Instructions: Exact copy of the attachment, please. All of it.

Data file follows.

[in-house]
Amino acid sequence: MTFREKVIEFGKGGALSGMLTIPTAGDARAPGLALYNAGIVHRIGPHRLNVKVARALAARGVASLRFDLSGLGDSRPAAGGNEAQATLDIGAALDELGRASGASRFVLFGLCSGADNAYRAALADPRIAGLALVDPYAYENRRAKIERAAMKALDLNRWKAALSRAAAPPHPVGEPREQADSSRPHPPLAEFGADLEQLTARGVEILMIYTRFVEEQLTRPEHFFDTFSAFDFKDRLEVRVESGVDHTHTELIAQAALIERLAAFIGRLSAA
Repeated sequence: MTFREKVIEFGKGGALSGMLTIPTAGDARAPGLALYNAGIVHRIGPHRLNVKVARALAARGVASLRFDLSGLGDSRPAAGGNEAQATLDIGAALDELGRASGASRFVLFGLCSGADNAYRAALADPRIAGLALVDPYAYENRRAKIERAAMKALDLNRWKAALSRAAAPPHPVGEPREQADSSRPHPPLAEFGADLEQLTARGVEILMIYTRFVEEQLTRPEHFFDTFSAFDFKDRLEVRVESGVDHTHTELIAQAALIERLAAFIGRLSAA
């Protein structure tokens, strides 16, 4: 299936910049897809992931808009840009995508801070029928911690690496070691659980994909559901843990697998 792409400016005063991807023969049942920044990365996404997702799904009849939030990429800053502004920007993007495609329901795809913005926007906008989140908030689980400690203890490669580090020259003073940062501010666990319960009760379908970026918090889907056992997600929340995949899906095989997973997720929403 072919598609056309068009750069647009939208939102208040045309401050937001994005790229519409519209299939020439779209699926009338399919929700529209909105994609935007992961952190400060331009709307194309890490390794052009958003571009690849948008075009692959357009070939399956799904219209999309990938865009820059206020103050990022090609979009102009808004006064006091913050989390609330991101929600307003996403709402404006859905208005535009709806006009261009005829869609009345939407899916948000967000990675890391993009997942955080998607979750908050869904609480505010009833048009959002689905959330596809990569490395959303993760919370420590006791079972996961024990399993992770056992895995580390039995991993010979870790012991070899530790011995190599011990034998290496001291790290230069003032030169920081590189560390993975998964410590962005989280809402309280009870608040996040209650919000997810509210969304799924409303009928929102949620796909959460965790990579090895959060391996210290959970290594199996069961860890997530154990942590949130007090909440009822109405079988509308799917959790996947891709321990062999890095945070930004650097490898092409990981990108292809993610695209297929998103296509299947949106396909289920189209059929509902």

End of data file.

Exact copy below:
[in-house]
Amino acid sequence: MTFREKVIEFGKGGALSGMLTIPTAGDARAPGLALYNAGIVHRIGPHRLNVKVARALAARGVASLRFDLSGLGDSRPAAGGNEAQATLDIGAALDELGRASGASRFVLFGLCSGADNAYRAALADPRIAGLALVDPYAYENRRAKIERAAMKALDLNRWKAALSRAAAPPHPVGEPREQADSSRPHPPLAEFGADLEQLTARGVEILMIYTRFVEEQLTRPEHFFDTFSAFDFKDRLEVRVESGVDHTHTELIAQAALIERLAAFIGRLSAA
Repeated sequence: MTFREKVIEFGKGGALSGMLTIPTAGDARAPGLALYNAGIVHRIGPHRLNVKVARALAARGVASLRFDLSGLGDSRPAAGGNEAQATLDIGAALDELGRASGASRFVLFGLCSGADNAYRAALADPRIAGLALVDPYAYENRRAKIERAAMKALDLNRWKAALSRAAAPPHPVGEPREQADSSRPHPPLAEFGADLEQLTARGVEILMIYTRFVEEQLTRPEHFFDTFSAFDFKDRLEVRVESGVDHTHTELIAQAALIERLAAFIGRLSAA
């Protein structure tokens, strides 16, 4: 299936910049897809992931808009840009995508801070029928911690690496070691659980994909559901843990697998 792409400016005063991807023969049942920044990365996404997702799904009849939030990429800053502004920007993007495609329901795809913005926007906008989140908030689980400690203890490669580090020259003073940062501010666990319960009760379908970026918090889907056992997600929340995949899906095989997973997720929403 072919598609056309068009750069647009939208939102208040045309401050937001994005790229519409519209299939020439779209699926009338399919929700529209909105994609935007992961952190400060331009709307194309890490390794052009958003571009690849948008075009692959357009070939399956799904219209999309990938865009820059206020103050990022090609979009102009808004006064006091913050989390609330991101929600307003996403709402404006859905208005535009709806006009261009005829869609009345939407899916948000967000990675890391993009997942955080998607979750908050869904609480505010009833048009959002689905959330596809990569490395959303993760919370420590006791079972996961024990399993992770056992895995580390039995991993010979870790012991070899530790011995190599011990034998290496001291790290230069003032030169920081590189560390993975998964410590962005989280809402309280009870608040996040209650919000997810509210969304799924409303009928929102949620796909959460965790990579090895959060391996210290959970290594199996069961860890997530154990942590949130007090909440009822109405079988509308799917959790996947891709321990062999890095945070930004650097490898092409990981990108292809993610695209297929998103296509299947949106396909289920189209059929509902």